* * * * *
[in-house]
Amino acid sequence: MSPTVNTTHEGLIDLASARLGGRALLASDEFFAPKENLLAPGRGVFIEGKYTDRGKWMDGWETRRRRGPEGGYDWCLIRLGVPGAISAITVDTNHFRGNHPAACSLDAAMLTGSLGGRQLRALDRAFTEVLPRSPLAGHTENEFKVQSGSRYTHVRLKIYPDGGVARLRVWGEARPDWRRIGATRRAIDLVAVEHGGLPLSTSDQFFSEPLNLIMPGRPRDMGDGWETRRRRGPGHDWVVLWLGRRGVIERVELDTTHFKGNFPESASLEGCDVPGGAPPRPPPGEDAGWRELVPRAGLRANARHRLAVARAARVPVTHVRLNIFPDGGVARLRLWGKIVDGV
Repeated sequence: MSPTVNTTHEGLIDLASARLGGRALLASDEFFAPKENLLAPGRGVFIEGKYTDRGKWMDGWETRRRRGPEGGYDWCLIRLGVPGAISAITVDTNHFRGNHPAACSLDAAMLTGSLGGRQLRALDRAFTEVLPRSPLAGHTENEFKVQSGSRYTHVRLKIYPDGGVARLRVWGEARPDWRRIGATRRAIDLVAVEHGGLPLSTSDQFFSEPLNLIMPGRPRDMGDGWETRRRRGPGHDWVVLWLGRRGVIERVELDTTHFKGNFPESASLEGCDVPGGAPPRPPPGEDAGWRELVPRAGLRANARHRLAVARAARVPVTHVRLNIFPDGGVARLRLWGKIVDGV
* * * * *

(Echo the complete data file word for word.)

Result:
[in-house]
Amino acid sequence: MSPTVNTTHEGLIDLASARLGGRALLASDEFFAPKENLLAPGRGVFIEGKYTDRGKWMDGWETRRRRGPEGGYDWCLIRLGVPGAISAITVDTNHFRGNHPAACSLDAAMLTGSLGGRQLRALDRAFTEVLPRSPLAGHTENEFKVQSGSRYTHVRLKIYPDGGVARLRVWGEARPDWRRIGATRRAIDLVAVEHGGLPLSTSDQFFSEPLNLIMPGRPRDMGDGWETRRRRGPGHDWVVLWLGRRGVIERVELDTTHFKGNFPESASLEGCDVPGGAPPRPPPGEDAGWRELVPRAGLRANARHRLAVARAARVPVTHVRLNIFPDGGVARLRLWGKIVDGV
Repeated sequence: MSPTVNTTHEGLIDLASARLGGRALLASDEFFAPKENLLAPGRGVFIEGKYTDRGKWMDGWETRRRRGPEGGYDWCLIRLGVPGAISAITVDTNHFRGNHPAACSLDAAMLTGSLGGRQLRALDRAFTEVLPRSPLAGHTENEFKVQSGSRYTHVRLKIYPDGGVARLRVWGEARPDWRRIGATRRAIDLVAVEHGGLPLSTSDQFFSEPLNLIMPGRPRDMGDGWETRRRRGPGHDWVVLWLGRRGVIERVELDTTHFKGNFPESASLEGCDVPGGAPPRPPPGEDAGWRELVPRAGLRANARHRLAVARAARVPVTHVRLNIFPDGGVARLRLWGKIVDGV